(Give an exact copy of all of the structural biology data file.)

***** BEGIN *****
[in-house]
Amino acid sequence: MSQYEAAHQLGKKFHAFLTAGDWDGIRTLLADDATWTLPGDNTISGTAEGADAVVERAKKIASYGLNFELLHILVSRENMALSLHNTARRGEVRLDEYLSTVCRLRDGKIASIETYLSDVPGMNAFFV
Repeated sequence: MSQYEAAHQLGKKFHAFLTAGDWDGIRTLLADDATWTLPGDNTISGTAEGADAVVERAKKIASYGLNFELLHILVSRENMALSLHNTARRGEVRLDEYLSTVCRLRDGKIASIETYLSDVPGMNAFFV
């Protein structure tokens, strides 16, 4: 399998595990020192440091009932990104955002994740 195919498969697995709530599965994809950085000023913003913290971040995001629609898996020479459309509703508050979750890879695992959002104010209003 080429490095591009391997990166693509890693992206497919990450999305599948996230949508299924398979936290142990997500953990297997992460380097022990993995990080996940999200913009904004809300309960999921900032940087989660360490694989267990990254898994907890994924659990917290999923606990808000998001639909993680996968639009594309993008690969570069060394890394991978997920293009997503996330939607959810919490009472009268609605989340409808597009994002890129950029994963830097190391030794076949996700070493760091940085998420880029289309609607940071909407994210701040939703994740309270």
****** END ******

[in-house]
Amino acid sequence: MSQYEAAHQLGKKFHAFLTAGDWDGIRTLLADDATWTLPGDNTISGTAEGADAVVERAKKIASYGLNFELLHILVSRENMALSLHNTARRGEVRLDEYLSTVCRLRDGKIASIETYLSDVPGMNAFFV
Repeated sequence: MSQYEAAHQLGKKFHAFLTAGDWDGIRTLLADDATWTLPGDNTISGTAEGADAVVERAKKIASYGLNFELLHILVSRENMALSLHNTARRGEVRLDEYLSTVCRLRDGKIASIETYLSDVPGMNAFFV
């Protein structure tokens, strides 16, 4: 399998595990020192440091009932990104955002994740 195919498969697995709530599965994809950085000023913003913290971040995001629609898996020479459309509703508050979750890879695992959002104010209003 080429490095591009391997990166693509890693992206497919990450999305599948996230949508299924398979936290142990997500953990297997992460380097022990993995990080996940999200913009904004809300309960999921900032940087989660360490694989267990990254898994907890994924659990917290999923606990808000998001639909993680996968639009594309993008690969570069060394890394991978997920293009997503996330939607959810919490009472009268609605989340409808597009994002890129950029994963830097190391030794076949996700070493760091940085998420880029289309609607940071909407994210701040939703994740309270």